An even more convincing reason to adapt literature is “that through images film conveys a vast amount of information that words can only attempt to approximate”[18]. Through cinematic techniques it is possible to evoke emotions differently. Images and sound can softly pull the trigger of emotion and express conditions where a recipient might feel a lack of words in literature. “Cinema has within its grasp innumerable symbols for emotions that have so far failed to find expression in words.”[19] Another point is the character of the novel or movie. The written word can take us into the mind of a protagonist and we can access his thoughts and feelings. In a film we are denied entry to the figure's inner life, it has to express it's feelings through visible reactions or talk about them. To know what's going on inside a character's mind he or she has to display their emotional response physically to the camera.[20] Storytelling is always a way of repeating stories[21] and further being told a story is not the same as seeing it brought to live on a screen[22]. Tales derive from tales, adaptations from creative interpretation.[23]

3 Adaptation studies and their theoretical concepts

There are many different approaches to analyze and categorize the phenomenon of adaptation. I would like to mention some theories, which are also important in relation with intermediality and cultural studies. The diversity of media leads to the institutionalization of film, which generates movies as academic research objects and results in new scholastic problems and methods.

The first theoretical concepts is called “film philology”, which implies the study of film and literature. Film philology includes all kind of literarization of a movie, which means for example script or screenplay as well as film critique and reviews. According to adaptations of literature also didactical and practical language modules are investigated. Film semiotics deals with movies as sign systems, which are composed of linguistic and filmic codes. These theories are based on linguistic studies by Ferdinand de Saussure and on researches on structuralistic literature by Charles Sanders Pierce.

The American philosopher Pierce's main concern was the study of the logical perception of signs. He created the term “indexicality” to name the “dyadic physical connection”[24] and “iconicity” to designate the qualitative resemblance between the character of the cue and the character of reaction.[25]

A sign can refer to an object by virtue of an inherent similarity between them (icon), by virtue of an existential contextual connection between sign an object (index), or by virtue of a general law that permits sign and object to be interpreted as connected (s ymbol).[26]

Saussure's theory is based on the assumption that the linguistic sign is composed by the signifier and the signified. The signified is a conception, which values are produced by all surrounding signifier-signifies relations in a certain language.[27] In the process of communication, media continuously channel and shape information, which is especially important for the sender as well as the recipient.[28]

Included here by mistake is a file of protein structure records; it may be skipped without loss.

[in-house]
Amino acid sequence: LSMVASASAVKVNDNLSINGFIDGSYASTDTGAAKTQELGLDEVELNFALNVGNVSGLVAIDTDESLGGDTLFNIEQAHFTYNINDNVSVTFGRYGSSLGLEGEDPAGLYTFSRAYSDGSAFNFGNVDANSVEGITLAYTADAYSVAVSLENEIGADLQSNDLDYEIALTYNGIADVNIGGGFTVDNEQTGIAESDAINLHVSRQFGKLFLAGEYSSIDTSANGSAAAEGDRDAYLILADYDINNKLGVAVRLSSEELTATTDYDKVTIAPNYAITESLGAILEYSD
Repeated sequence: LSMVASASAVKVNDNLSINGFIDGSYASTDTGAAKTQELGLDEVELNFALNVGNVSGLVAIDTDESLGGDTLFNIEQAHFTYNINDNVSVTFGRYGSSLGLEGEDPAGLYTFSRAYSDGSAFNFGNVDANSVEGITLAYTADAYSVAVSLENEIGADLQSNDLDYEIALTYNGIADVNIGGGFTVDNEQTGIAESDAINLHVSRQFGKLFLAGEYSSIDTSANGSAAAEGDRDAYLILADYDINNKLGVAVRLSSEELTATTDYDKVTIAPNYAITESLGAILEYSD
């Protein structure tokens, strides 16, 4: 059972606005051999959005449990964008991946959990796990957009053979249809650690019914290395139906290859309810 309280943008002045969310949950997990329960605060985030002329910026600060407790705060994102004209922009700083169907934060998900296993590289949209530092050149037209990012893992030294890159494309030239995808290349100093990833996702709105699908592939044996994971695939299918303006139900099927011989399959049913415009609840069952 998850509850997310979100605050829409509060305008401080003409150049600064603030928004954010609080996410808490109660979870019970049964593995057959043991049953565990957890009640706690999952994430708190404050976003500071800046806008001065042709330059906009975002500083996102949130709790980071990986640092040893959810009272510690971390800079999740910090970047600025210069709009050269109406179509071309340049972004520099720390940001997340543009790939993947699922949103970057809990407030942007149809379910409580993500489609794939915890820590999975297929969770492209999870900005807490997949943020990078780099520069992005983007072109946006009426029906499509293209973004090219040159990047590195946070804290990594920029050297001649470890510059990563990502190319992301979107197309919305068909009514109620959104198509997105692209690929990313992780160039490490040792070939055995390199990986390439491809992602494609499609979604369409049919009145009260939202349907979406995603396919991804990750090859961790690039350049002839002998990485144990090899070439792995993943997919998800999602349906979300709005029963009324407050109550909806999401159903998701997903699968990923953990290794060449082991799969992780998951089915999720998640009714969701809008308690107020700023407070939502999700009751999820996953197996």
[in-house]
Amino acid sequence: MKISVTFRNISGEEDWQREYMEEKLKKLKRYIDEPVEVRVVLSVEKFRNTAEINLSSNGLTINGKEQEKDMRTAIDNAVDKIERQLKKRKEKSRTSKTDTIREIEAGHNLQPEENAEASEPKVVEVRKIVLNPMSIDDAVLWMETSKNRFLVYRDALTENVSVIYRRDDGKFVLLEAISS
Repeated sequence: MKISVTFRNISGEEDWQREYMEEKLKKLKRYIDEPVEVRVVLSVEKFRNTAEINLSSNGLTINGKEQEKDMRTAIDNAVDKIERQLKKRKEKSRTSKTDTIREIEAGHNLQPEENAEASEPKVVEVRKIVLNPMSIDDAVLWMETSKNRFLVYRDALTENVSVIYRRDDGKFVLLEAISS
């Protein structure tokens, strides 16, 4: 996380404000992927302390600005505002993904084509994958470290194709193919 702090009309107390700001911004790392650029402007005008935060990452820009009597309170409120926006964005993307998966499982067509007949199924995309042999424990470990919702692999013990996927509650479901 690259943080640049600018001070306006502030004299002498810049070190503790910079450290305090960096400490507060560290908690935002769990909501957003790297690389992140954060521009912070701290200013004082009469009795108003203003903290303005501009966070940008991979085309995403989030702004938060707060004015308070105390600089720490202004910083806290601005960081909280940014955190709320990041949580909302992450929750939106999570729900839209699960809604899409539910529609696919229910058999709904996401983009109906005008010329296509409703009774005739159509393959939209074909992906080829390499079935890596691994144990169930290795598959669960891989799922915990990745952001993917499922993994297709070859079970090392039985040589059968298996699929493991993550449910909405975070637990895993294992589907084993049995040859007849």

The most efficient field of film studies is the theory of narration, called film narratology. This approach is dedicated to terminology, the textual surface or subsurface (deep) structure, the characterization of figures, configuration of time and space and the modi of narrative mediation. Irma Schneider for example, declares the phenomenon of narration as the fundamental “tertium comparationis”[29] between literary text and film and points out to the closeness to narrative literature. But on the contrary to pure writing, film operates with not only linguistic codes, but with acoustical and visual ones. A movie incorporates sign systems of written and spoken language as well as sounds and music.[30]

“all materials of cinema function narrationally – not only the camera but speech, gesture, written language, music, color, optical processes, lighting, costume, even offscreen space and offscreen sound”.[31]

Another important concept is Julia Kristeva's Model of Intertextuality, which relates to the relationship among texts themselves or the textual interaction that takes place within a single text. Therefore, a text is a mosaic of references and quotations, which absorbs other texts and changes their meanings within it’s own structure.[32]

Gerard Genettes, with his term “transtextuality” also denotes the relationship between texts, but divides it in five sub-categories:

- intertextuality: in a more narrow sense: effective presence of one text in another
- paratextuality: subsumes all relations that frame a literary text
- metatextuality: a level at which the relationship between two texts is channeld to only one annotation
- hypertextutality: This refers to any relationship between a pre-text (hypotext) and a present text (hypertext), the derivation of each other and their superimposition by transformation processes
- architextutality: "Taxonomic affiliation" of a text genre categories; determines the expectation horizon of a reader[33]

The textual transcendence puts the text in a manifest or secret relation to other texts. According to Genettes, transtextuality is a fundamental property of all texts and there is no text that does not occupy at least one these types mentioned above. That is what he calls "literature on a second level".[34]


[1] See Hutcheon: “The Theory of Adaptation”, p. 1

[2] See ibid, p. 19

[3] Quote by William S. Borroughs, in ibid., p. 1

[4] See ibid.

[5] See Hutcheon: “The Theory of Adaptation”, p. 10 ff.

[6] See Smith: „The Morgan Freeman Handbook – Everything you need to know about Morgan

Freeman”, p. 144

[7] See, Production Notes: Million Dollar Baby p.3

[8] Quote by Roger Ebert, in Smith: „The Morgan Freeman Handbook – Everything you need to know about Morgan Freeman”, p. 147

[9] See ibid.

[10] Hutcheon: “The Theory of Adaptation”, p. 5

[11] See ibid., p. 4 ff.

[12] Ibid., p. 8

[13] See ibid., p. 15 f.

[14] Hutcheon: “The Theory of Adaptation”, p. 18 ff.

[15] See ibid., p. 6

[16] See ibid., p. 8

[17] See ibid., p. 8

[18] Ibid., p. 2

[19] Ibid., p. 3

[20] See ibid., p. 24 f.

[21] See Hutcheon: “The Theory of Adaptation”, p. 2

[22] See ibid. p. 12

[23] See ibid., p. 2

[24] Mertz: “Semiotic Mediation: Sociocultural and Psychological Perspectives”, p. 25

[25] See ibid.

[26] Ibid., p. 3

[27] See Mertz: “Semiotic Mediation: Sociocultural and Psychological Perspectives”, p. 3

[28] See Wolf, W.: “The Relevance of Mediality and Intermediality to Academic Studies of English

Literature”, in: Fischer, Andreas/Heusser, Martin/Jucker, Andreas H.: “Mediality/Intermediality”, p. 22

[29] See Sternberg: ”Film und Literaturwissenschaft”, p. 14

[30] See ibid., p. 1 f.

[31] Ibid., p. 21

[32] See

[33] See

[34] See


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Titel: "Million Dollar Baby" as a film adaption. An analysis of major similarities and differences between the short story and the film